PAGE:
The out within the Parliament. Some of these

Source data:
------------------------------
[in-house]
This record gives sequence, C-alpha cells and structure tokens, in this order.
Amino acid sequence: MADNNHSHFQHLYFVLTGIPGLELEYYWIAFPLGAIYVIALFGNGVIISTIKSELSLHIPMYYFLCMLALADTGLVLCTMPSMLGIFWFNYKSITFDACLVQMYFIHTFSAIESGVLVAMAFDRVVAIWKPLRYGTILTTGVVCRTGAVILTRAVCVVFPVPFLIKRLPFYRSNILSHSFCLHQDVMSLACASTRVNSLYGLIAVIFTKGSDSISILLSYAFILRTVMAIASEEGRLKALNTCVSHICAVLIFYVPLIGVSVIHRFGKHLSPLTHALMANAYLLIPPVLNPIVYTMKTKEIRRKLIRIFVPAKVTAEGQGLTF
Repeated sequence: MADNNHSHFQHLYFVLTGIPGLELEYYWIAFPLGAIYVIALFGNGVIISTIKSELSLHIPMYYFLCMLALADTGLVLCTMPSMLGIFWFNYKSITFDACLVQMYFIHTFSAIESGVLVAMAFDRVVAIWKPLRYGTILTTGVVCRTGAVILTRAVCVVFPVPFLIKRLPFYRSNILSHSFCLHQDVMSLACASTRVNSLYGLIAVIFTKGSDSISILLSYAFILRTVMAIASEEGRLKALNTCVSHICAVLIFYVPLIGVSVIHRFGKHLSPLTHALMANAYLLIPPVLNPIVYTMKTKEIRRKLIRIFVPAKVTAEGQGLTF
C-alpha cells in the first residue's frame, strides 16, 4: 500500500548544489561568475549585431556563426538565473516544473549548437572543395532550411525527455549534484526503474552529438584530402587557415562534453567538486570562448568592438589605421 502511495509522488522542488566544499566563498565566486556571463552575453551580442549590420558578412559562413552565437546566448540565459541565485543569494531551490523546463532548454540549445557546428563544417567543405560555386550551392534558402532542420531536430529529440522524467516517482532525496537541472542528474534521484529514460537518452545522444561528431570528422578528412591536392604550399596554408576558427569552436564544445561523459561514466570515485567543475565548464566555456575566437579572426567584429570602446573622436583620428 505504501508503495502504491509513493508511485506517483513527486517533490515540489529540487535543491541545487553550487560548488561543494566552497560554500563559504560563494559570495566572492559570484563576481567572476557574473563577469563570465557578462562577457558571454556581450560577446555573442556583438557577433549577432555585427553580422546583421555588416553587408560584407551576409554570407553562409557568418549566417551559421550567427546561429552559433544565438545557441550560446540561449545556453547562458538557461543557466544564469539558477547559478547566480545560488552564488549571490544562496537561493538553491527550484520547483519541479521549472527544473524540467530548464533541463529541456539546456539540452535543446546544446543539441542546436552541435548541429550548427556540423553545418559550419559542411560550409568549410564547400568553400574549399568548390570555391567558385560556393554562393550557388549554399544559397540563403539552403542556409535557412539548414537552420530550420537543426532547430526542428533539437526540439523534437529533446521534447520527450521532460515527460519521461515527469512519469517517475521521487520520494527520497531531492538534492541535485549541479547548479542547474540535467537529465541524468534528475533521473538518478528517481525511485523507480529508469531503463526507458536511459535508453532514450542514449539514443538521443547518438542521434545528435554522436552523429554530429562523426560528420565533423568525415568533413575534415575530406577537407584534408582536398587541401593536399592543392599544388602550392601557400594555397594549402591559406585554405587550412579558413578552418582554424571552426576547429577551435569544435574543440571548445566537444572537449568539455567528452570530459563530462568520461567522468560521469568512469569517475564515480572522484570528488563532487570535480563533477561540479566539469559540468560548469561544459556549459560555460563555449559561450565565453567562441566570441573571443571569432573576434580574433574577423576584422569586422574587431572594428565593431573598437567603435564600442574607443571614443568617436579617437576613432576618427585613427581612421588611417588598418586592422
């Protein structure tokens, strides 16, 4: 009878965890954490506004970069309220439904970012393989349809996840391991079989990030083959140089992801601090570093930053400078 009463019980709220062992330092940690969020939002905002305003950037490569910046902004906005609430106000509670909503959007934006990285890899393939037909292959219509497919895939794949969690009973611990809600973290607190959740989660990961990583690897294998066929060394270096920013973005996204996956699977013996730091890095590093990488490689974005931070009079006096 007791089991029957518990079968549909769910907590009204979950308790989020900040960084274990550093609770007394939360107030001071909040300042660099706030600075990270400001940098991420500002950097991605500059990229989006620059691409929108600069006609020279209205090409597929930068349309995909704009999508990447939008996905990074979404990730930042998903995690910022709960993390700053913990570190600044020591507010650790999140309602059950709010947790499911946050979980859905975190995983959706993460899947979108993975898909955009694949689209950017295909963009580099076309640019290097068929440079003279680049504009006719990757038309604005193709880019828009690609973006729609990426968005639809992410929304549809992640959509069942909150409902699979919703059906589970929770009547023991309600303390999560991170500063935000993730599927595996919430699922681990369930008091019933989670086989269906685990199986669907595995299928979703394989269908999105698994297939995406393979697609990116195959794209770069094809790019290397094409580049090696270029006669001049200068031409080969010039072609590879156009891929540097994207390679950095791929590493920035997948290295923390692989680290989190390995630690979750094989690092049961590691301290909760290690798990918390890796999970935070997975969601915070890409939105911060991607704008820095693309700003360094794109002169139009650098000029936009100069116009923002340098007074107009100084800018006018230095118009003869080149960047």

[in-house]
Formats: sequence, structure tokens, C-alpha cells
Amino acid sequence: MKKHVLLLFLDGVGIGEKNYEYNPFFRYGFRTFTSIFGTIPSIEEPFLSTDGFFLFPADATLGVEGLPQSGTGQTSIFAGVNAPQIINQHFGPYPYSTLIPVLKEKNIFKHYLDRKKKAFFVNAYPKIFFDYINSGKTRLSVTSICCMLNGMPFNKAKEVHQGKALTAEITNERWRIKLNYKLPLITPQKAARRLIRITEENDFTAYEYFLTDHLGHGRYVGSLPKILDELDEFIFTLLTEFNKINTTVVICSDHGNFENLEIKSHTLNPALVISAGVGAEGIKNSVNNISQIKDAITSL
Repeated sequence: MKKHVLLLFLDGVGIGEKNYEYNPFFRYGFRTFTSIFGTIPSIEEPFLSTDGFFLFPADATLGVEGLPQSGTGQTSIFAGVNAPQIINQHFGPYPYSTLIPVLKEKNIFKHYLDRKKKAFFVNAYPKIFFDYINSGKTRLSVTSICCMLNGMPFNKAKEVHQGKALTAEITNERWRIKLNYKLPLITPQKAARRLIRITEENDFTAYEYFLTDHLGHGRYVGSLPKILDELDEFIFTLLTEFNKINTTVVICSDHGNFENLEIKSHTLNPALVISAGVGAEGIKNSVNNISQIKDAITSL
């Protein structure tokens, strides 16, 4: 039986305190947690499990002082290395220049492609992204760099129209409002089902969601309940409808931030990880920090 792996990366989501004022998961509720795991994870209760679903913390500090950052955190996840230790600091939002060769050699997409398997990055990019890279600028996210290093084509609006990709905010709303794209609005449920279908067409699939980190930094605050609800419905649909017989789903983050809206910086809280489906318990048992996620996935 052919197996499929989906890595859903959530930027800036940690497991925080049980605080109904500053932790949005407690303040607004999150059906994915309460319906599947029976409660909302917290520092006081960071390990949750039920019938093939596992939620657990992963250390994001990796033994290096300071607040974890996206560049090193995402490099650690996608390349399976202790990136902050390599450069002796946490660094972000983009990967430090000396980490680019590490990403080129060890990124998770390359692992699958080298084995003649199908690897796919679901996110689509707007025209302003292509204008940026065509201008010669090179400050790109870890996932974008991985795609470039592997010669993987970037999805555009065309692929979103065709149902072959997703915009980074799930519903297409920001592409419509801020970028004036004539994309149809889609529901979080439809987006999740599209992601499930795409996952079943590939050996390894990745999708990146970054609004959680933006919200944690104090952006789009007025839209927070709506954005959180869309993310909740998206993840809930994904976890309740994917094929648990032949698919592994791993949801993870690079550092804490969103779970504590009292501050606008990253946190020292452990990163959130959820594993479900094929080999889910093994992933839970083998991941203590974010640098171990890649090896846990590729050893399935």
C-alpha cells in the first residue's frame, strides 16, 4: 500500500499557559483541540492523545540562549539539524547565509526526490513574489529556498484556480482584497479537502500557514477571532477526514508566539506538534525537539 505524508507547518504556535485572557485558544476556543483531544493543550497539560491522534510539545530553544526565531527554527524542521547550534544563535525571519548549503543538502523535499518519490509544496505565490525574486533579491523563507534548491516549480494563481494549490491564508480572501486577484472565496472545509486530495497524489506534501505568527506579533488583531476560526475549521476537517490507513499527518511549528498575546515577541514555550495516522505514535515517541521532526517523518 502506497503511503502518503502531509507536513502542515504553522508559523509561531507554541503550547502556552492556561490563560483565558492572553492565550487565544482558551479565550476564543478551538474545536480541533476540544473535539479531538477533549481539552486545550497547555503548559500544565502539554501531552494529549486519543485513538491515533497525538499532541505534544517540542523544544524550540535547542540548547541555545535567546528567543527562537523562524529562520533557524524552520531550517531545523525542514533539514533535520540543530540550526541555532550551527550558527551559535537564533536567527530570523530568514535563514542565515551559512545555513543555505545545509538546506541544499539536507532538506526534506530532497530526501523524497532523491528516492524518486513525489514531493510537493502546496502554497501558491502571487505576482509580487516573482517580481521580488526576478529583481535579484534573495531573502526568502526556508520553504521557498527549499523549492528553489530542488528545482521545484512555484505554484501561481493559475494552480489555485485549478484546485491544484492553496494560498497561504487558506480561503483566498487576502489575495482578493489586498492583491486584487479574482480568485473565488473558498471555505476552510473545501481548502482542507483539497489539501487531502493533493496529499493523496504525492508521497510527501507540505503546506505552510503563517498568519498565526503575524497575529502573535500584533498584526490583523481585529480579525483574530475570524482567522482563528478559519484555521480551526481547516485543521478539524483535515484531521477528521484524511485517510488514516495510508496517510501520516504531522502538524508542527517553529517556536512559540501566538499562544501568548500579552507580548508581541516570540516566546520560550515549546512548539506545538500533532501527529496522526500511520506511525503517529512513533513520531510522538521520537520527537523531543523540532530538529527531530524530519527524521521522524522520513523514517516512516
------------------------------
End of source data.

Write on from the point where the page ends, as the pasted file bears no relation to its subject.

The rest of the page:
The legislative process works by a member of the European Parliament writing a report based on the idea presented to them by the Commission. The Commission is the only European institution that is allowed to initiate legislation. The Parliament committee then review the report and vote. They may also need to amend it. Once the Parliament has adopted its position, the process is repeated as many times as it needs to be so that the Council can come to full agreement with the Parliament on the subject.   The Assent Procedure, as it was previously known, was introduced by the Single European Act of 1986. It was introduced with two areas: association agreements and agreements governing accession to the European Union. As a non-legislative procedure, it often applies to the approval of agreements negotiated by the European Union or it may also be applicable in a case of breach of fundamental rights. It also deals with new countries wanting to join the European Union or those wanting to withdraw from it. As a legislative procedure, it can be used to deal with new legislation on discrimination.  Alongside the main legislative procedures discussed above, there are other procedures carried out within the Parliament. Some of these procedures include Opinion under Article 140 Treaty on the Functioning of the European Union (monetary union), Procedures relating to dialogue between management and labour, Procedures for the consideration of voluntary agreements, Codification and Implementing and delegated provisions. (European Union, 2017) The opinion under Article 140 Treaty on the functioning of the European Union is where the Council and the Commission deliver a proposal to the Parliament regarding the progress in fulfilling their obligations. The procedures relating to dialogue between management and labour considers the communication between the two sides and how they should conclude. The procedures of voluntary agreements are when the Commissions make it known to the Parliament that instead of using legislation that they will be operating under voluntary agreements. Official codification means the procedure to repeal the acts being codified and replacing them by a single act. (European Union, 2017) The Commission may try to implement provisions of existing legislation. These are then sent to the Parliament to be examined.  Another role that the Parliament occupies is general supervision of other European institutions. The parliament gained many of these powers from the Maastricht Treaty, which was signed in February 1992.  The Parliament holds the other European Union institutions to account in a number of important areas.  They ensure that everything is being done to keep the European Union a democratic organisation. The members of Parliament tend to have more of an outsider’s view of the European Union as a whole given that they are elected to the Parliament to represent their constituency and not to work directly for the European Union, this is in contrast to other institutions like the Commission who’s members aren’t accountable to the people but to their own government. The Parliament is the only European institution that tends to contain members who hold Eurosceptic views. The obvious and most well-known example is Nigel Farage and the United Kingdom Independence Party (UKIP) who successfully lead a campaign to bring the United Kingdom out of the European Union through a democratic referendum in the United Kingdom in June 2016. It is in our view a good thing for the European Union to have members of Parliament able to express the views of their constituents, even if the views are Eurosceptic in nature as we feel that the European Union needs to listen to dissenting voices. Brexit should be a wakeup call to the other institutions in the European Union although how much they listen remains to be seen.  Another important function of the European Parliament is its role in electing the president of the Commission and the approval of the body as a whole. The Parliament can vote for a motion of censure which obligates the Commission to resign, this shows us that the commission can only do so much and if the Parliament disagree with their actions or views then they can act decisively to put a stop to it. Since 1994 the commissioners-designate has been required to appear before a European Parliament hearing. While under the Lisbon treaty the European Union heads of state have proposed a candidate for the role of president of the Commission, the candidate is actually elected by the Parliament. The Commission must regularly submit reports to the Parliament which includes a yearly report of all European Union activities and how the implantation of the budget has gone. Every year the president of the Commission gives their state of the union address to the entire European Parliament. The Commission is required to respond to both oral and written questions from the members of the European Parliament. The European Parliament also have the ability to ask the European Court of Justice (ECJ) to take actions against the Council or Commission if it feels they have acted in a way which is contradictory to the spirit of